M&A transactions executed by private, Polish entrepreneur-owned businesses accounted for more than a half of all such transactions performed in Poland in 2018. The number of such transactions will increase in the following years because of the generational change and the increasingly important issue of succession.

These companies are usually owned by their founders who started their business from scratch and had the chance to benefit from the fast growth in the early years of operating. Therefore, they tend to be optimistic about their company’s value and see mostly market opportunities, believing that the upward trend could still persist in the future. Even if these companies are facing financial problems, most Polish businessmen will consider them temporary and assume buoyant growth in the upcoming years in their business plans. Consequently, it is fairly common that the company’s value is rather overestimated by the owner. Related to that is the emotional aspect of the selling of the self-founded company, whose owner may experience feelings of doubt, loss, or resentment.

Communication with the seller is particularly important in M&A transactions. Mutual trust and understanding are the main factors crucial for success. Even if the initial financial expectations are significantly different, finding a common ground is still within reach – but only if both parties explain to each other their approach and the rationale behind the price. In most cases, only a professional Polish advisor is able to help facilitating effective communication between the two parties.

4. Focus on the national market

Statistically, the value of Polish export is showing strong growth. However, it is fuelled mostly by foreign investors who have founded or acquired Polish companies and opened foreign markets for them. A vast majority of Polish private companies have focused on the national market or sub-supplied for global corporations in the international supply chain.

This situation results from a number of factors, starting from the notable size of the Polish market. With a population of over 38 million, strong internal demand, and the growing affluence and acquisition power of Poles, Polish businesses were first able to expand within their own national market. The expansion on foreign markets, which requires a different approach to operational costs, was less important. This direction of economic development was also attributable to the traditional business management model in which the owner, who felt comfortable on the familiar national market and did not understand the mechanisms of running a business outside of Poland, had a dominant role in the company. Additionally, the owner usually did not know any foreign languages, especially English, which made communication more difficult.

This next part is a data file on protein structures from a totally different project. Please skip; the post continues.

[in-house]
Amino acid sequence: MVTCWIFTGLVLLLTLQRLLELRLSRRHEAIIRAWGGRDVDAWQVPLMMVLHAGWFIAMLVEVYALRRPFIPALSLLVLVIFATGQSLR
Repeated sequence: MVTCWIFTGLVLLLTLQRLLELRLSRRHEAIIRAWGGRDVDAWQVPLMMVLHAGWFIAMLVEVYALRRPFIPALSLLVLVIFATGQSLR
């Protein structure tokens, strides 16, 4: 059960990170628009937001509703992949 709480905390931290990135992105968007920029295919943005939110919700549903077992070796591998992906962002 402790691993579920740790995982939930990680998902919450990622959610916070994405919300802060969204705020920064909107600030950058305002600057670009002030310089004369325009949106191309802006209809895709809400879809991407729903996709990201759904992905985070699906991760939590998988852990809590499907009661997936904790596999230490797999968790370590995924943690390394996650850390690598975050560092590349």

This situation is changing gradually, and therefore, whenever a foreign investor acquires a Polish company, it is important to investigate the possibility of introducing it on international markets. Many companies show significant dormant potential which can have a positive impact on transaction viability.

5. Increase of women’s role in business

Despite the rather conservative nature of Polish culture and people’s mentality, important socio-cultural changes have been taking place in the country. For example, despite the traditional perception of gender position and status, approximately 30% of all Polish companies are now run by women. Although there is still no full gender equality in Poland, women are playing an increasingly important role in business.

It stands to reason that the growing open-mindedness and modern thinking of gender role should be taken into account while planning to acquire a company in Poland. Research indicates that businesswomen tend to employ slightly different methods of management, with an impact on human resources and decision making. They often promote tolerance and independence, and their management techniques are based on cooperation. This approach to business management may contribute to building positive rapport both during the planned acquisition and later on, when cultural and organisational adaptation issues become important.